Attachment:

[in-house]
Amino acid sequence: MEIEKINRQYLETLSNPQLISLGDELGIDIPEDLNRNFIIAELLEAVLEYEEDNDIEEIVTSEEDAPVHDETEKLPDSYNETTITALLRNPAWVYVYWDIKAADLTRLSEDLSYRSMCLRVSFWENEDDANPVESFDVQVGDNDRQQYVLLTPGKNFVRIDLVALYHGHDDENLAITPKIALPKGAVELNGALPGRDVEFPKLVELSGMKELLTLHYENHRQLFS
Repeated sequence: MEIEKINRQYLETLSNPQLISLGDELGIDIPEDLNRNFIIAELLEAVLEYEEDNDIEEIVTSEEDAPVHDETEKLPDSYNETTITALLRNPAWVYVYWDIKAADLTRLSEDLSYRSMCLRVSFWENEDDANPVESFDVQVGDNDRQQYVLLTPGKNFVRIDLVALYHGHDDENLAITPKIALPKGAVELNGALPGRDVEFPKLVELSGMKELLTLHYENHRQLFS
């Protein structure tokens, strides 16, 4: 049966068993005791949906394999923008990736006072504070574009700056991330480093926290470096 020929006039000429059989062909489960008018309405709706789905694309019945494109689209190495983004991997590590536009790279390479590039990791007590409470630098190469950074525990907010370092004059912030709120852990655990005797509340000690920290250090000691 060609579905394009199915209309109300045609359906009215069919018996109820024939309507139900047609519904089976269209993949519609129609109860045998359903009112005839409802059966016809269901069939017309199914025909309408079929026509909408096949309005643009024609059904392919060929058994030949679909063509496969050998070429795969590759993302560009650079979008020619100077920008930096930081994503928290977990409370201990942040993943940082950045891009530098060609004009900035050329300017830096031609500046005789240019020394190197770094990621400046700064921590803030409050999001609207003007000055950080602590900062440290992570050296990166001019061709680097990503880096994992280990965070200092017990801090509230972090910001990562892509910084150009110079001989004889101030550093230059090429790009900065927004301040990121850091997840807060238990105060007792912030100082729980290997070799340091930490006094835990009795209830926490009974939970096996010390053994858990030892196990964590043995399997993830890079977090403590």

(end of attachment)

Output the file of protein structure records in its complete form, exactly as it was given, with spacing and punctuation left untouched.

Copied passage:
[in-house]
Amino acid sequence: MEIEKINRQYLETLSNPQLISLGDELGIDIPEDLNRNFIIAELLEAVLEYEEDNDIEEIVTSEEDAPVHDETEKLPDSYNETTITALLRNPAWVYVYWDIKAADLTRLSEDLSYRSMCLRVSFWENEDDANPVESFDVQVGDNDRQQYVLLTPGKNFVRIDLVALYHGHDDENLAITPKIALPKGAVELNGALPGRDVEFPKLVELSGMKELLTLHYENHRQLFS
Repeated sequence: MEIEKINRQYLETLSNPQLISLGDELGIDIPEDLNRNFIIAELLEAVLEYEEDNDIEEIVTSEEDAPVHDETEKLPDSYNETTITALLRNPAWVYVYWDIKAADLTRLSEDLSYRSMCLRVSFWENEDDANPVESFDVQVGDNDRQQYVLLTPGKNFVRIDLVALYHGHDDENLAITPKIALPKGAVELNGALPGRDVEFPKLVELSGMKELLTLHYENHRQLFS
């Protein structure tokens, strides 16, 4: 049966068993005791949906394999923008990736006072504070574009700056991330480093926290470096 020929006039000429059989062909489960008018309405709706789905694309019945494109689209190495983004991997590590536009790279390479590039990791007590409470630098190469950074525990907010370092004059912030709120852990655990005797509340000690920290250090000691 060609579905394009199915209309109300045609359906009215069919018996109820024939309507139900047609519904089976269209993949519609129609109860045998359903009112005839409802059966016809269901069939017309199914025909309408079929026509909408096949309005643009024609059904392919060929058994030949679909063509496969050998070429795969590759993302560009650079979008020619100077920008930096930081994503928290977990409370201990942040993943940082950045891009530098060609004009900035050329300017830096031609500046005789240019020394190197770094990621400046700064921590803030409050999001609207003007000055950080602590900062440290992570050296990166001019061709680097990503880096994992280990965070200092017990801090509230972090910001990562892509910084150009110079001989004889101030550093230059090429790009900065927004301040990121850091997840807060238990105060007792912030100082729980290997070799340091930490006094835990009795209830926490009974939970096996010390053994858990030892196990964590043995399997993830890079977090403590």